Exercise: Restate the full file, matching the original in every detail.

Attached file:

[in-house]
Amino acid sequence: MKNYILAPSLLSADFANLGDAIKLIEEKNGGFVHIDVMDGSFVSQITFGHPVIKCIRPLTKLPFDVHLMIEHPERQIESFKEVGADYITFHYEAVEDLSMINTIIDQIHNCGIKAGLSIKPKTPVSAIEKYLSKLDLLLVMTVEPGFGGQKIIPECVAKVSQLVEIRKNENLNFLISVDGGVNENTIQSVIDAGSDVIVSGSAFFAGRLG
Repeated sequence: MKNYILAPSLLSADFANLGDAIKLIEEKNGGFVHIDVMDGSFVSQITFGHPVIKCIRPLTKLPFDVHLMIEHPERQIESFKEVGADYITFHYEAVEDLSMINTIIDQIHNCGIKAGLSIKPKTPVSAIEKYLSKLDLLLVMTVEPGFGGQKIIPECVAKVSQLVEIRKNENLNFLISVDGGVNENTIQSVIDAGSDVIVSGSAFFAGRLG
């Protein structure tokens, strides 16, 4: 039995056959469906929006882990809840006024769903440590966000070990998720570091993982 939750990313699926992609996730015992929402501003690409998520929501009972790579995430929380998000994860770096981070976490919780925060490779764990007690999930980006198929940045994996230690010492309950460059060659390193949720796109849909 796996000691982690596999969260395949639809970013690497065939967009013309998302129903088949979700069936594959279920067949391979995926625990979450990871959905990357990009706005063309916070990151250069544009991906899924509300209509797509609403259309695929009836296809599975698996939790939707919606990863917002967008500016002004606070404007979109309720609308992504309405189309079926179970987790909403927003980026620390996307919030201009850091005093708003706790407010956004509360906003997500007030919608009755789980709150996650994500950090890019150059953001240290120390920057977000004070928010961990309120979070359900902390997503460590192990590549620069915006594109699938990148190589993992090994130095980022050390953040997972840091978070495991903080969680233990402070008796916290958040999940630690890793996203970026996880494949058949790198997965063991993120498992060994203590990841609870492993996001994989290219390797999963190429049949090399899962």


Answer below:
[in-house]
Amino acid sequence: MKNYILAPSLLSADFANLGDAIKLIEEKNGGFVHIDVMDGSFVSQITFGHPVIKCIRPLTKLPFDVHLMIEHPERQIESFKEVGADYITFHYEAVEDLSMINTIIDQIHNCGIKAGLSIKPKTPVSAIEKYLSKLDLLLVMTVEPGFGGQKIIPECVAKVSQLVEIRKNENLNFLISVDGGVNENTIQSVIDAGSDVIVSGSAFFAGRLG
Repeated sequence: MKNYILAPSLLSADFANLGDAIKLIEEKNGGFVHIDVMDGSFVSQITFGHPVIKCIRPLTKLPFDVHLMIEHPERQIESFKEVGADYITFHYEAVEDLSMINTIIDQIHNCGIKAGLSIKPKTPVSAIEKYLSKLDLLLVMTVEPGFGGQKIIPECVAKVSQLVEIRKNENLNFLISVDGGVNENTIQSVIDAGSDVIVSGSAFFAGRLG
């Protein structure tokens, strides 16, 4: 039995056959469906929006882990809840006024769903440590966000070990998720570091993982 939750990313699926992609996730015992929402501003690409998520929501009972790579995430929380998000994860770096981070976490919780925060490779764990007690999930980006198929940045994996230690010492309950460059060659390193949720796109849909 796996000691982690596999969260395949639809970013690497065939967009013309998302129903088949979700069936594959279920067949391979995926625990979450990871959905990357990009706005063309916070990151250069544009991906899924509300209509797509609403259309695929009836296809599975698996939790939707919606990863917002967008500016002004606070404007979109309720609308992504309405189309079926179970987790909403927003980026620390996307919030201009850091005093708003706790407010956004509360906003997500007030919608009755789980709150996650994500950090890019150059953001240290120390920057977000004070928010961990309120979070359900902390997503460590192990590549620069915006594109699938990148190589993992090994130095980022050390953040997972840091978070495991903080969680233990402070008796916290958040999940630690890793996203970026996880494949058949790198997965063991993120498992060994203590990841609870492993996001994989290219390797999963190429049949090399899962």